Ingenious Ways to Deliver Health

In other instances, innovators are tackling basic logistical problems in health care delivery. For instance, vaccines typically need to be kept at a stable, cold temperature or they will spoil. This requirement is a real challenge in much of the world—a recent study from India found that 76 percent of vaccines failed quality testing due to mishandling.

To address this problem, innovators created a vaccine cooler that keeps vaccines between zero and eight degrees Celsius for 30 to 60 days using only the initial fill of ice. It has played a transformational role in helping ensure vaccines can reach children throughout the developing world.

Some health care delivery challenges are even more basic, as many people live in remote locations. The Rwandan government has teamed with the startup Zipline to facilitate drone-based delivery of urgent medical supplies, such as blood or vaccines, to patients in remote locations. Zipline’s drones serve 21 Rwandan hospitals nationwide, providing instant access to life-saving blood products for more than 8 million of the country’s 12 million residents.

Adapting to Harsh Climates

Another challenge and opportunity in emerging markets is adapting medical equipment to difficult environments. In places where electricity is unreliable or unavailable, essential medical devices just don’t work. The Embrace Infant Warmer is essentially a high-tech insulated blanket that provides an affordable and reliable way to save premature infants. Similarly the FREO2—Siphon oxygen machine provides patients with oxygen using water pressure rather than electricity. Such clever fixes can save hundreds of millions of lives while opening vast new markets.

The Importance of IP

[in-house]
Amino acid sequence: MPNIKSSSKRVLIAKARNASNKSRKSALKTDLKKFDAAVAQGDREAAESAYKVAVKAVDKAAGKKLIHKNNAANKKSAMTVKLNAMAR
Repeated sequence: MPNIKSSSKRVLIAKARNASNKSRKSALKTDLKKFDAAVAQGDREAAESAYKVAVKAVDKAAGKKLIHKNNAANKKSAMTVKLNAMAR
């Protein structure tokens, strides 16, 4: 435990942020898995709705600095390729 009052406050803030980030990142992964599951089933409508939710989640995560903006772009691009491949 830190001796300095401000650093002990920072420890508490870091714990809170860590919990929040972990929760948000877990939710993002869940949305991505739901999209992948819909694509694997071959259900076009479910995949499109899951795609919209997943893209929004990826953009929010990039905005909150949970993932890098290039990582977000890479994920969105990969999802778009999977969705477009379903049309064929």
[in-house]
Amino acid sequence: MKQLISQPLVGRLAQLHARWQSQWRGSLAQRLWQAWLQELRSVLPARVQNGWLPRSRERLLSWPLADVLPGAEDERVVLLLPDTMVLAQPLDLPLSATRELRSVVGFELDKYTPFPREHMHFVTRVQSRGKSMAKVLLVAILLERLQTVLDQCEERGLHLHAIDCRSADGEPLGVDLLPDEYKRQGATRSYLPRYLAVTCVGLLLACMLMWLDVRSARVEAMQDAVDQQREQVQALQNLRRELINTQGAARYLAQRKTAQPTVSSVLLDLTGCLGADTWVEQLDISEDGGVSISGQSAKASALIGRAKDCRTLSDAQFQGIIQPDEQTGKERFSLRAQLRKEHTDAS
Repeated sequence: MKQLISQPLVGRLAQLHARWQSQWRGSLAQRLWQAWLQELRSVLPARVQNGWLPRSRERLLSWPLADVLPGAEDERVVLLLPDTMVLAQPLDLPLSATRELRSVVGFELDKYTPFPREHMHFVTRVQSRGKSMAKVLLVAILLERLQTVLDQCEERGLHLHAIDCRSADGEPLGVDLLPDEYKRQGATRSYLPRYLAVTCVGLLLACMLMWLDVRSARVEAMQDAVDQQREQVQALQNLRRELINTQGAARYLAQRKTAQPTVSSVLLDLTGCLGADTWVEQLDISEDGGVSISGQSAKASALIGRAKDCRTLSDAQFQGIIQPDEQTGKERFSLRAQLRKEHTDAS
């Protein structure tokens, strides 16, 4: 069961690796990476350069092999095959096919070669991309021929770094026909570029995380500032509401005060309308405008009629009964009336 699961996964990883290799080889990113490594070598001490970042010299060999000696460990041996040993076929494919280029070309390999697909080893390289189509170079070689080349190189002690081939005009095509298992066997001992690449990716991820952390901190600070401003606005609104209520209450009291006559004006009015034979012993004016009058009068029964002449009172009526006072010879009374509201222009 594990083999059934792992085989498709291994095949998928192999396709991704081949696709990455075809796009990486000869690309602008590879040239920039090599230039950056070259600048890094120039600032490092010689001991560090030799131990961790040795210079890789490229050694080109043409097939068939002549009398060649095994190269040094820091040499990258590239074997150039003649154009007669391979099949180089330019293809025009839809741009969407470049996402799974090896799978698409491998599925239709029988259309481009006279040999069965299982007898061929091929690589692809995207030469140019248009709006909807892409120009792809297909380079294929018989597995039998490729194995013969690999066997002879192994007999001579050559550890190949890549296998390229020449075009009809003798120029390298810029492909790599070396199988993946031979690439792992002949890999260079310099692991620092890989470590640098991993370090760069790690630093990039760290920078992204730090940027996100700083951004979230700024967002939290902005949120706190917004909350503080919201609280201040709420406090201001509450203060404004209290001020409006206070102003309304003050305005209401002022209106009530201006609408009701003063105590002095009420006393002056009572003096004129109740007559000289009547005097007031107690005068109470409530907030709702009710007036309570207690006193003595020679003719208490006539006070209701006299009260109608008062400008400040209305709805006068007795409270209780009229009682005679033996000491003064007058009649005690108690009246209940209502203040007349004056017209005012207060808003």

The marriage of technology, intellectual property, and innovation is contributing to economic growth and the development of regional high-tech clusters. Zang, the Cardio-Pad developer, launched a company in Cameroon leveraging the expertise he gained developing the device into related medical equipment such as EEG machines.  Himore Medical hopes its low-cost medical device solutions will become the center of a Cameroon-based medical device tech cluster.

The difficulties facing patients in emerging markets are vast, but clever innovators like Zang are building companies—and saving lives—by serving these previously neglected markets.

Mark F. Schultz

Professor of Law at the Southern Illinois University School of Law

Mark F. Schultz is a professor of law at the Southern Illinois University School of Law. Schultz is a frequent author and speaker known for his work on the law and economics of the global intellectual property system.

Stephen Ezell

Vice President, Global Innovation Policy at the Information Technology and Innovation Foundation

Stephen Ezell is vice president, global innovation policy at the Information Technology and Innovation Foundation, a Washington-DC based technology and economic policy think tank. He is the co-author with Dr. Robert Atkinson of Innovation Economics: The Race for Global Advantage (Yale, September 2012) and a co-author of Innovating in a Service-Driven Economy: Insights, Application, and Practice (Palgrave McMillan, November 2015).